Five Factors for Landing Page Optimization

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I have been spending a great deal of time lately working with clients on landing page optimization. Here are a few factors to always consider when working on designing and improving your landing pages…

(1) Keep Focused on Your Primary Objective
When writing your copy, laying out your landing page and considering multiple call-to-actions, keep your primary objective constantly in mind. You want to avoid placing strong emphasis on any secondary calls-to-action that draw visitor attention away from the primary objective. In addtion, multiple call-to-actions (e.g. offers) can confuse visitors and lead to high drop-off rates.

(2) Choose a Clear and High Visibility Headline Placement
Not only is it important to carefully craft your headline but also to select a highly visible location for your headline to appear on the landing page. Keep the headline relevant to the primary objective and connect the main text and headline to specifically what visitors are seeking. Don’t make it difficult or too metaphorical. I have discovered that simple typically wins over crafty.

(3) Present the Call-to-Action Clearly and Vibrantly Right on the Landing Page
If your primary objective involves filling out a registration form or any other information gathering or search-related call-to-action, place the form clearly on the landing page in a [prime real estate location. Draw attention to it via color, images and text. The use of white space is critical because you want visitors to feel at ease with completing the form. Don’t make it feel like a burden with long forms and with information fields that don’t appear relevant to the visitor’s main intent for being on the landing page. You can always get other information later on.

(4) Reduce Navigational Links
In most cases (e-commerce site may be the main exception) the less navigational links the better. If I use navigational links they are typically call-to-actions that take the visitor to a second page with a new registration form (or related call-to-action) and some additional detail directly related to the alternative call-to-action link. These links keep the visitor on track with fulfilling your primary objective and help provide some research (e.g. customer insight) about what your main landing page content should focus on.

(5) Use Crisp, Eye-attracting Images
Some of the most effective landing pages I have tested took considerable time designing and developing because of the high-quality images. Landing pages that use crisp images, excellent visual hierarchy and strong relevant photos connect quickly with visitor. Relevant means being directly related to the visitors’ reason for visiting your website.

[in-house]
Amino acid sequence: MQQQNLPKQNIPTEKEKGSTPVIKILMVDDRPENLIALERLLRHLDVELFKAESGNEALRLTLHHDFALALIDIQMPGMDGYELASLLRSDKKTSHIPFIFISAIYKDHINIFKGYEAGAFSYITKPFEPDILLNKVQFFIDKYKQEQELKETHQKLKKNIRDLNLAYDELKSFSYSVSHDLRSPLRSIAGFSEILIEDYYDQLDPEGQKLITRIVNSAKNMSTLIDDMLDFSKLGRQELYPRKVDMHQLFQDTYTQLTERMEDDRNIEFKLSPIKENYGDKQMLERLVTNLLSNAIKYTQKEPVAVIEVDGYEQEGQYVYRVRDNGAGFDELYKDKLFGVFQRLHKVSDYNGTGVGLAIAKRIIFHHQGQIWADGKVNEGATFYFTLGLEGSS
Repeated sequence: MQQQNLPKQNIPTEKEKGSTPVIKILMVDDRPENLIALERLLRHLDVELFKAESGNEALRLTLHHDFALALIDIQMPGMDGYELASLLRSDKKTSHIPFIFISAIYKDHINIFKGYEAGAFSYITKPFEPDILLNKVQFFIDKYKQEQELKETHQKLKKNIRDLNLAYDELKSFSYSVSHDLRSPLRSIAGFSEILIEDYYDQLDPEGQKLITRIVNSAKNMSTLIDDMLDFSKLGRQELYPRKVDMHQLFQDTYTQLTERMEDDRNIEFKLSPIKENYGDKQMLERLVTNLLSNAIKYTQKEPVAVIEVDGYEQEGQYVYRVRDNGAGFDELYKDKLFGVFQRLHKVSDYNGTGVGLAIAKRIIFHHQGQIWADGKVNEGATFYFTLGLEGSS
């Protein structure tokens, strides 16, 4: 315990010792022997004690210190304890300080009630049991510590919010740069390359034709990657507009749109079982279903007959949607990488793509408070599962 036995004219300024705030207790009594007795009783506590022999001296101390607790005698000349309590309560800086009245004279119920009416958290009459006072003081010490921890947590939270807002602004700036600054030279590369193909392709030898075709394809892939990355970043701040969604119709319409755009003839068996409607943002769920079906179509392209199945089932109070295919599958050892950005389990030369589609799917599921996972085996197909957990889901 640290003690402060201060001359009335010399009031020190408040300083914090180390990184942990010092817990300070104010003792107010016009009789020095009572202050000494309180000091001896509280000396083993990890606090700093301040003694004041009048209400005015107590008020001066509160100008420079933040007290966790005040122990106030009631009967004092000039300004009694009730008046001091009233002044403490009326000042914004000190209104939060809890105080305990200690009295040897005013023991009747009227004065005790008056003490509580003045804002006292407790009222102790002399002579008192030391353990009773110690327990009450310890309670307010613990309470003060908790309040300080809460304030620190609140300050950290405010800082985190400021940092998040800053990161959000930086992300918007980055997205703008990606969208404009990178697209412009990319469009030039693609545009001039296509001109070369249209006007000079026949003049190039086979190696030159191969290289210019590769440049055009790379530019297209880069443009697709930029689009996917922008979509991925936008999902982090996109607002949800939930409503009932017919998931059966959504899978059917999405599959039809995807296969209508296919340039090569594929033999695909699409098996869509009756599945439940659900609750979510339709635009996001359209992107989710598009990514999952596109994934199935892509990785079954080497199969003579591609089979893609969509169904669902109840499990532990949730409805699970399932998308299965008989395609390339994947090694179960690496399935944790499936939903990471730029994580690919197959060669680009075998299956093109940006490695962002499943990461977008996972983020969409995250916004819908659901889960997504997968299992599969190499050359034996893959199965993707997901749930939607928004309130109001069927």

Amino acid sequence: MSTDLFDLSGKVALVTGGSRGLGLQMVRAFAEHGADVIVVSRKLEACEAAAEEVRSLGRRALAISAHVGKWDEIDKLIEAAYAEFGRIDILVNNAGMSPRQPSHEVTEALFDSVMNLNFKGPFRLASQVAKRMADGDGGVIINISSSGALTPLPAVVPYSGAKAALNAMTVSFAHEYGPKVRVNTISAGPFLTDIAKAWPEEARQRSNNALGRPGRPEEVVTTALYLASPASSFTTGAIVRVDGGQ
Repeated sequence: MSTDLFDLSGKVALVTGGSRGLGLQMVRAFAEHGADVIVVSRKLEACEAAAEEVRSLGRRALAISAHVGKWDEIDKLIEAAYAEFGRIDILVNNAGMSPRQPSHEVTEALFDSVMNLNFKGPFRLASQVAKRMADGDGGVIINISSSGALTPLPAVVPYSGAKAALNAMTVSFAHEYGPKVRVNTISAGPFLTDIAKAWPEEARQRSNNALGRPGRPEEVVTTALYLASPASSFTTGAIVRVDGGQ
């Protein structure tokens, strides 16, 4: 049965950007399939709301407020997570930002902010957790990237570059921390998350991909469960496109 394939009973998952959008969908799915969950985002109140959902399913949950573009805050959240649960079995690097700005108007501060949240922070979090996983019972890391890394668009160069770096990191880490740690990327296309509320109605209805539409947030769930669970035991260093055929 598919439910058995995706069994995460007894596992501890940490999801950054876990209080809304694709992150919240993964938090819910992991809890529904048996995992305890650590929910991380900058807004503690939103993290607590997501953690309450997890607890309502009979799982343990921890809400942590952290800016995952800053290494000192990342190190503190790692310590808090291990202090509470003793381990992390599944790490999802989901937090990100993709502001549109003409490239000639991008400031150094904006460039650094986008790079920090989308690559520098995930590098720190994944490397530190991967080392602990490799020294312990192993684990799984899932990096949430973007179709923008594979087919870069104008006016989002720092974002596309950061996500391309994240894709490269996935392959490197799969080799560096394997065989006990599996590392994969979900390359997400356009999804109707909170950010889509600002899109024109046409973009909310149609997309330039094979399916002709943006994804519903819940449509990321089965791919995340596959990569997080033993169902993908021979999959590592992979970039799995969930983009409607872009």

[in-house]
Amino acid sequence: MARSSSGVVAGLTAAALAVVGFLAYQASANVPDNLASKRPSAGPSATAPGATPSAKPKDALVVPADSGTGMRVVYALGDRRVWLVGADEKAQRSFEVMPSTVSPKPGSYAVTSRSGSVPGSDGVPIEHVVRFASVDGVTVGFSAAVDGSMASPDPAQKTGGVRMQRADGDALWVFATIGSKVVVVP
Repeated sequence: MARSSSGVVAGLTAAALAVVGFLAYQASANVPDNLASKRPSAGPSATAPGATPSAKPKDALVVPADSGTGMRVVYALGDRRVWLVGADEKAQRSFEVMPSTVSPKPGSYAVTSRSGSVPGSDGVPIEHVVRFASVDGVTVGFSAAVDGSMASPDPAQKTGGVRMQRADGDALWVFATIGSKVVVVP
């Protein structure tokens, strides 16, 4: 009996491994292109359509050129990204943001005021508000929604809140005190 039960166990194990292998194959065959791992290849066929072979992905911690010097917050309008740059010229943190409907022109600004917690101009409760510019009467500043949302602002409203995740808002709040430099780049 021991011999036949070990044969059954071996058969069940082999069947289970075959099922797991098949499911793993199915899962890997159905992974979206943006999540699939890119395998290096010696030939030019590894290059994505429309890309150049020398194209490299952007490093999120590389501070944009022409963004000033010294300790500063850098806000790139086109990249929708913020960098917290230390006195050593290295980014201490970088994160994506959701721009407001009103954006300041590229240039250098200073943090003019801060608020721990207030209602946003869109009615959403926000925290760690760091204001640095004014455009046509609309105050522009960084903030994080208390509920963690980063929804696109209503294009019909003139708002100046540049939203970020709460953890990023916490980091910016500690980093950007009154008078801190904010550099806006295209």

These are just a few landing page optimization factors. Just like designing any new creative, it takes time and knowledge to get it right in a way that produces powerful results. I highly recommend using Google’s Website Optimizer to test different ideas. It allows you to test potential factors to see what works best for your visitors in achieving your primary objectives. If you don’t know how, feel free to contact me or visit Google Website Optimizer page.

Good luck on your landing page optimization.

About the Author

Kevin Gold is Director of Internet Marketing at iNET Interactive, a social media company operating prominent online communities for technology professionals and technology enthusiasts. Kevin is a frequent contributing author to multiple publications including Search Marketing Standard, Practical eCommerce, DIRECT, Entrepreneur.com, ConversionChronicles.com, About.com, and On Target (Yahoo! Search Marketing newsletter).

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10 Comments

  1. I've found that having multiple calls to action produces more conversions if you're selling a product that has a longer sales cycle and multiple decision-makers. But I will definitely agree with you that you need a "main" call-to-action to feature, no matter the product you're selling.

  2. I deal with a lot of real estate websites and we do a lot of custom landing pages and I can say from experience that navigational links on landing pages are definitely detrimental. They distract the visitor from the primary call to action and force them to forget what they were doing in the first place. However, I completely agree that navigational links that take the visitor to a secondary registration form with a supporting call to action that does not deviate from the primary one can be very beneficial. I know this is a little contradictory from what I just said above, but they can work in certain circumstances as you stated in this post. Now the question is how to generate leads without using registration forms...

  3. Kevin Gold